Many young educated Egyptians face difficulties locating secure employment that matches their skill levels and provides a solid foundation for marriage. This column argues that current initiatives intended to tackle the problem are promoting a false sense of hope to youth who become stuck in cycles of precarious work. Policy-makers should instead focus on addressing chronic shortages of secure white-collar work, as well as inequalities in access to capital, education and social connections.
The Euro-Med partnership of over 40 countries aims for closer integration of the region, fostering the development and stability of the southern and eastern members, and narrowing economic and political gaps between North and South. This column explores its prospects, concluding that the rationale for a politically integrated Euro-Arab Med region does not seem to have been adequately thought out: it is a matter that deserves deep study.
Ensuring the health and food security of the 1.3 million Syrians seeking refuge in Jordan is critical for protecting this vulnerable population now as well as securing their future. This column reports research showing that despite food assistance programmes, they face high rates of food insecurity. In addition, low rates of health insurance among refugees are likely to create barriers to healthcare, although refugees do ultimately access care when needed.
School enrolment for Syrian refugees in Jordan has been disrupted due to conflict and displacement. This column reports that despite a policy of free basic and secondary education, there are substantial gaps in enrolment. While younger refugees face challenges entering school and progressing once enrolled, older refugees need support returning to education after disruptions in their schooling. Well-educated refugees will be better equipped to contribute to the economy and eventually rebuild their country.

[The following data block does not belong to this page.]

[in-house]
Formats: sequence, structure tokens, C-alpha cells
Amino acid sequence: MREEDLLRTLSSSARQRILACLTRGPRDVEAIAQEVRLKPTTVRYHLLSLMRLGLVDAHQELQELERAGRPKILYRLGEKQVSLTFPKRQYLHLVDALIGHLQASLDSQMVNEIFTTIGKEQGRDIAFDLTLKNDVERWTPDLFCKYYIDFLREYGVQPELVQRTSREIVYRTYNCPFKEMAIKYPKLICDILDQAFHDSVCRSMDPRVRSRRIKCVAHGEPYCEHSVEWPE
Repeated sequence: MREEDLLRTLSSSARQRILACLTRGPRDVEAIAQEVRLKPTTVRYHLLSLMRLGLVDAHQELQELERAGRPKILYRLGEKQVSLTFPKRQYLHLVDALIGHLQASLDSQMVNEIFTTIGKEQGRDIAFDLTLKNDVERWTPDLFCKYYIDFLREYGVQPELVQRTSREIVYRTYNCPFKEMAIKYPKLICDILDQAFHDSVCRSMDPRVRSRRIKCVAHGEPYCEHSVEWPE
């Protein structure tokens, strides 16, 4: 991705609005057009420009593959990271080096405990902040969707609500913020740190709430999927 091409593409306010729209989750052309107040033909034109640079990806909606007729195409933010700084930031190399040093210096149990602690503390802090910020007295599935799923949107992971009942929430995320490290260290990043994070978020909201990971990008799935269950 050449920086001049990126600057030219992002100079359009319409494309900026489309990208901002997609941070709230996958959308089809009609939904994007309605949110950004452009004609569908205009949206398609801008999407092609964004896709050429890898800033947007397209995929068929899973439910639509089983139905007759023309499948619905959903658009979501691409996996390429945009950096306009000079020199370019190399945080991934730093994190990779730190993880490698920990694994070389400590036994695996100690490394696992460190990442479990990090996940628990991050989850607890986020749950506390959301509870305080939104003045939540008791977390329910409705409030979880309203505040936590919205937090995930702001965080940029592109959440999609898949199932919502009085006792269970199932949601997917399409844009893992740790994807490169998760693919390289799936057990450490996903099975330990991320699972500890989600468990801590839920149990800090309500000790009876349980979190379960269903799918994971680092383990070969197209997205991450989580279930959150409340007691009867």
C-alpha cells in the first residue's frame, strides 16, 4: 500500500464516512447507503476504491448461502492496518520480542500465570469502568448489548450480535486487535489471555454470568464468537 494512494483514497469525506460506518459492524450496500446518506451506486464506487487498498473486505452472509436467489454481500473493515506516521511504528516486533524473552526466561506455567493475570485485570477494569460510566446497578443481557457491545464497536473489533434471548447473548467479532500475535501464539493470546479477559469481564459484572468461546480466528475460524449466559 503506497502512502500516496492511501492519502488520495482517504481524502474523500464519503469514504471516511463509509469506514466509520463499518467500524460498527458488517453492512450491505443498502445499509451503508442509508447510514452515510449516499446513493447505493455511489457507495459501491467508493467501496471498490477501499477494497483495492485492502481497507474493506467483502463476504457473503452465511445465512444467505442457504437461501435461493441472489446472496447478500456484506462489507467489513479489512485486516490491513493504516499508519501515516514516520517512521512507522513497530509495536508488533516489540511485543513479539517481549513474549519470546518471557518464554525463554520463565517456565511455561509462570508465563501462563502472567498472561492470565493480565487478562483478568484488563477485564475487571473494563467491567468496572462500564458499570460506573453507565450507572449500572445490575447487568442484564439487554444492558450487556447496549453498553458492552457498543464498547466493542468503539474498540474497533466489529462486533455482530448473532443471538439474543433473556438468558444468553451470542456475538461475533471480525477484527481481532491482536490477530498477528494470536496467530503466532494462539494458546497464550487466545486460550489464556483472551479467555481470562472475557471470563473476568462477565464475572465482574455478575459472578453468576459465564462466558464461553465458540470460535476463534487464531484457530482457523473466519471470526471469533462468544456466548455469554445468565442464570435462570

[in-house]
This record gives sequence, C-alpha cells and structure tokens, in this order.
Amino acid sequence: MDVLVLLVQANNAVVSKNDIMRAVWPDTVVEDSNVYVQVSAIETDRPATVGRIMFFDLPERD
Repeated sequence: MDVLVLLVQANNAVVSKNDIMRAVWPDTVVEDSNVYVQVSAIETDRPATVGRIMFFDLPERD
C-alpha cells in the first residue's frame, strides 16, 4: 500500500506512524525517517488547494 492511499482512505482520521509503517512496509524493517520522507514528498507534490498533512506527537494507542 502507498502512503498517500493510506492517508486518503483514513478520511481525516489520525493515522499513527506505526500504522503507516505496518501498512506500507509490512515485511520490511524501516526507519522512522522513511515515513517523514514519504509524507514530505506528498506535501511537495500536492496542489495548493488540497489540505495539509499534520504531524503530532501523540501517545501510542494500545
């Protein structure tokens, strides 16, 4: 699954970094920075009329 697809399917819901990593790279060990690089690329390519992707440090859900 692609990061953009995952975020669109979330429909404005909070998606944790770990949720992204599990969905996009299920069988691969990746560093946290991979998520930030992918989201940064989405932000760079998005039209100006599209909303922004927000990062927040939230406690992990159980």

Since 2011, Jordan has been buffeted by powerful external forces related to the political situation in neighbouring countries, not least the arrival of almost 1.3 million refugees from the conflict in Syria. This columns outlines research presented in Amman in May 2018 on the impact of the Syrian refugee influx on the employment, education, housing and demographic outcomes for Jordanians.
Does the legal status of temporary migrants have an impact on their earnings potential when they return to their home countries? This column reports research on Egyptians who have worked as undocumented labourers, often in Gulf countries. The results indicate that undocumented migrants experience a wage penalty compared with documented migrants on returning to Egypt.
Syrian refugees in Jordan have been able to work legally with permits since 2016, yet their labour force participation remains very low. This column discusses why relatively few work permits have been used, potentially because of perceived downsides of the current system. The low employment rates and the low take-up of work permits are worrying trends for the wellbeing of refugees.
Policy-makers in the European Union and its partners in the Southern Mediterranean have introduced austerity measures to limit further deteriorations in countries’ fiscal and macroeconomic positions. This column reports research on the issues of debt sustainability and the ‘twin deficit hypothesis’ – the idea that there is a strong link between the budget balance and the current account balance. Traditional macroeconomic policies seem largely ineffective for promoting sustainable growth and averting future financial crises.
The conflict in Syria has created millions of refugees, including almost 1.3 million Syrians living in Jordan. This column discusses the demographics of Syrian refugees in Jordan, who are predominantly young and living in host communities. Refugees face unique documentation challenges in accessing critical services, but recent reforms have improved access and should be expanded.